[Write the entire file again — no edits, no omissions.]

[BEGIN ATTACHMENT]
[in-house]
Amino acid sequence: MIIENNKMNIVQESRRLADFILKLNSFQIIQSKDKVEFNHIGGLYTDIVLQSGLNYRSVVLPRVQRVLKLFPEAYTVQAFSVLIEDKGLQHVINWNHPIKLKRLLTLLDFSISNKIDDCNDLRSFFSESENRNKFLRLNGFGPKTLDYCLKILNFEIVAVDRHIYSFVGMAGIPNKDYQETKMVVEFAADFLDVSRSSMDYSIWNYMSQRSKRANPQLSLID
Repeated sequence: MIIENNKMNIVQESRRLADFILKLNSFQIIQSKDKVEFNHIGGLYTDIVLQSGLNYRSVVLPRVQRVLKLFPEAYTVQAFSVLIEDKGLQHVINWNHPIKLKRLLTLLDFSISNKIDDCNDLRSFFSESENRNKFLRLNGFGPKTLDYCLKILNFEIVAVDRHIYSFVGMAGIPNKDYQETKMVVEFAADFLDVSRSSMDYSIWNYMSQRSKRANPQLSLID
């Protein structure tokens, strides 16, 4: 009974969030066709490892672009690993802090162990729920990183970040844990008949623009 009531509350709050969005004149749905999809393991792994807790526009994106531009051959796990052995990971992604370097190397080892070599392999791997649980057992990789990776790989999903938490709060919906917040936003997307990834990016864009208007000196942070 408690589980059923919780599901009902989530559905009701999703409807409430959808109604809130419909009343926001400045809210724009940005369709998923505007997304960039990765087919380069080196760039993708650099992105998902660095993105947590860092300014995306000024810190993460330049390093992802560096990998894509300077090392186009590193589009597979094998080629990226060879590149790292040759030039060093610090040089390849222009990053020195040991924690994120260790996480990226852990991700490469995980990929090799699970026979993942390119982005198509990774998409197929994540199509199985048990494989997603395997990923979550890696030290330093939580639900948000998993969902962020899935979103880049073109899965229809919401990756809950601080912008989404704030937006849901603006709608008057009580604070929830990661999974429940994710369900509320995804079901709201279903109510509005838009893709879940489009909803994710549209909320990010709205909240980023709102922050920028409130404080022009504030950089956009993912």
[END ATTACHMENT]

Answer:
[in-house]
Amino acid sequence: MIIENNKMNIVQESRRLADFILKLNSFQIIQSKDKVEFNHIGGLYTDIVLQSGLNYRSVVLPRVQRVLKLFPEAYTVQAFSVLIEDKGLQHVINWNHPIKLKRLLTLLDFSISNKIDDCNDLRSFFSESENRNKFLRLNGFGPKTLDYCLKILNFEIVAVDRHIYSFVGMAGIPNKDYQETKMVVEFAADFLDVSRSSMDYSIWNYMSQRSKRANPQLSLID
Repeated sequence: MIIENNKMNIVQESRRLADFILKLNSFQIIQSKDKVEFNHIGGLYTDIVLQSGLNYRSVVLPRVQRVLKLFPEAYTVQAFSVLIEDKGLQHVINWNHPIKLKRLLTLLDFSISNKIDDCNDLRSFFSESENRNKFLRLNGFGPKTLDYCLKILNFEIVAVDRHIYSFVGMAGIPNKDYQETKMVVEFAADFLDVSRSSMDYSIWNYMSQRSKRANPQLSLID
């Protein structure tokens, strides 16, 4: 009974969030066709490892672009690993802090162990729920990183970040844990008949623009 009531509350709050969005004149749905999809393991792994807790526009994106531009051959796990052995990971992604370097190397080892070599392999791997649980057992990789990776790989999903938490709060919906917040936003997307990834990016864009208007000196942070 408690589980059923919780599901009902989530559905009701999703409807409430959808109604809130419909009343926001400045809210724009940005369709998923505007997304960039990765087919380069080196760039993708650099992105998902660095993105947590860092300014995306000024810190993460330049390093992802560096990998894509300077090392186009590193589009597979094998080629990226060879590149790292040759030039060093610090040089390849222009990053020195040991924690994120260790996480990226852990991700490469995980990929090799699970026979993942390119982005198509990774998409197929994540199509199985048990494989997603395997990923979550890696030290330093939580639900948000998993969902962020899935979103880049073109899965229809919401990756809950601080912008989404704030937006849901603006709608008057009580604070929830990661999974429940994710369900509320995804079901709201279903109510509005838009893709879940489009909803994710549209909320990010709205909240980023709102922050920028409130404080022009504030950089956009993912």